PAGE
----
With full-frame cameras more affordable than ever, is a professional-grade APS-C relevant anymore?
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This isn't just a comparison of two cameras, it's a fight for survival. When Nikon announced the D7000 in 2010, the market had a very different landscape. APS-C sensors were the only reasonable option for enthusiasts, and 35mm chips were aimed exclusively at professionals. As the newest and most advanced Nikon APS-C model at the time, the D7000 was the base camp for the long and expensive hike up Mount Full-Frame.
But now, full-frames are cheap. Nikon's D600 is $2,100 for the body—only $900 more than the new D7100. 2012 saw a blurring of the line between low-end full-frame and high-end crop sensors. Is there room in the market for both a professionally-oriented DX camera and a cheap FX option, or is that simply redundant? At the risk of exposing our love for bad 80's movies, we predict that before long, there can be only ONE ...such product in Nikon's lineup.
Spec sheets for the D7100 and D600 are suspiciously similar. If you'd like to skip ahead, know that these two are almost the same camera, minus the D600's full-frame sensor of course.
Aside from the sensor (though both are 24 megapixels), it's the cheaper D7100 that actually distinguishes itself more often, though this is the newer camera so a few incremental updates are expected. Most notably, the D7100 is equipped with an outstanding 51-point phase detection autofocus system, with 15 cross-type points, while the D600 has to make do with "only" 39.
Both cameras are bulky, but physically handling the D7100 is a little easier, since it weighs nearly 200g less. The D7100 is also home to a few other minor niceties like a higher resolution LCD monitor, slightly longer battery life ratings, and a quicker maximum shutter speed of 1/8000th.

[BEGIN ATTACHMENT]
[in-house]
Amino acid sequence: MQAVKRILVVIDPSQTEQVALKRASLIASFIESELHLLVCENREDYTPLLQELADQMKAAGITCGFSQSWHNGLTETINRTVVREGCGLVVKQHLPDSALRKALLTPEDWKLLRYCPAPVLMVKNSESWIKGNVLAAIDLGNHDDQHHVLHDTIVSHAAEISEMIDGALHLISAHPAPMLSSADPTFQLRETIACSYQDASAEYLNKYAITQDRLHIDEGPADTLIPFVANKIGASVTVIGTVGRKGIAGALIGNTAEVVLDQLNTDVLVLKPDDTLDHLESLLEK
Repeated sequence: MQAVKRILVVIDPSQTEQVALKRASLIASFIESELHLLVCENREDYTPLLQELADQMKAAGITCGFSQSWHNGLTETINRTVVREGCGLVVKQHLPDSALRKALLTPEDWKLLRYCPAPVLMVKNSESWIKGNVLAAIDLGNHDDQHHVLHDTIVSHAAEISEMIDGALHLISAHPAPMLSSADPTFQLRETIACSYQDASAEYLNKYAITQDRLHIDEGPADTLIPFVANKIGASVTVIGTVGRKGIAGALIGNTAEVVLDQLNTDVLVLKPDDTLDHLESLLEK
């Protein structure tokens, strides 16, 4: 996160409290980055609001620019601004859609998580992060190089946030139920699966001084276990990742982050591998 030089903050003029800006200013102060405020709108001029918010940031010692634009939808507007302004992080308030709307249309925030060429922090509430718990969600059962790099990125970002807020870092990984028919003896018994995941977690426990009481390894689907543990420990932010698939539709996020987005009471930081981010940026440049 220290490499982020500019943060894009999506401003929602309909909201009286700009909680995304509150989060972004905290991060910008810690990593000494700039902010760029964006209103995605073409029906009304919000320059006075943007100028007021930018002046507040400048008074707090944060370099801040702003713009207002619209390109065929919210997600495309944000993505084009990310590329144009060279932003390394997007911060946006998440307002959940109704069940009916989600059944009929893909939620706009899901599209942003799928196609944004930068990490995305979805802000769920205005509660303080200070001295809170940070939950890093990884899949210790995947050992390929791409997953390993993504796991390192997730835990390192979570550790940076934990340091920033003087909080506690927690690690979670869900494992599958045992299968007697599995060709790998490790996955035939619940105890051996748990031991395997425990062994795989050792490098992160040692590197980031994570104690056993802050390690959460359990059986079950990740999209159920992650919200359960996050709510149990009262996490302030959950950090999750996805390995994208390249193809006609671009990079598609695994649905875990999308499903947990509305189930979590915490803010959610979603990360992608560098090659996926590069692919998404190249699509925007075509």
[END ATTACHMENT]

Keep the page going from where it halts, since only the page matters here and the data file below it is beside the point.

Just like the two cameras' feature sets, lining up our score sheets reveals nearly identical performance between the D7100 and D600. The D600 surpassed the D7100 more often in our tests (and it should for $900 extra), but never more than slightly. The story of these two cameras is more about their similarities than their differences.
While the D7100 does offer slightly better color accuracy than the D600, the D600 won for dynamic range, a test that most buyers will judge to be more important. We gave the D7100 a higher sharpness score, but if you already own superior glass to either kit lens it's a moot point.
The D7100 is also certainly faster than the D600, though the difference is only 0.5 frames per second.
The D600 is capable of only slightly better in-camera noise reduction than the D7100, but since the entire camera industry is in close competition here, the relative difference between these two Nikons is actually rather wide in context. The D600 also has an edge when it comes to white balance, thanks to a superior custom white balance rating, however all Nikon SLRs struggle with white balance, including these two.
We consider the D600 to be a better camera than the D7100, but only by the narrowest of margins, and even then, there are still certain advantages to D7100 ownership. What's more, the $900 gap between the two is still quite wide for many consumers—even those already looking to spend four figures on a camera.
We urge potential D600 buyers to consider what they're really paying for, and to think about the D7100 beforehand. It's hard to put a price on the full-frame aesthetic, but if you're not yet invested in full-frame lenses, the D7100 does offer that sweet 51-point autofocus system for action photographers.
Wildlife shooters may also be drawn to the D7100, seeing the 1.5x crop factor as an advantage rather than a drawback. The D7100 has an optional 1.3x crop mode available, on top of the existing DX crop, for a total crop factor of 2x. You'll lose a few megapixels, but it's a lot cheaper to slap a 200mm lens onto your D7100 than it is to buy 400mm full-frame glass.
For those reasons, the time when the top of the APS-C lineup and the bottom of the full-frame lineup become indistinguishable has not quite arrived just yet. But given all that's happened since the D7000, that time may be only a year or two away.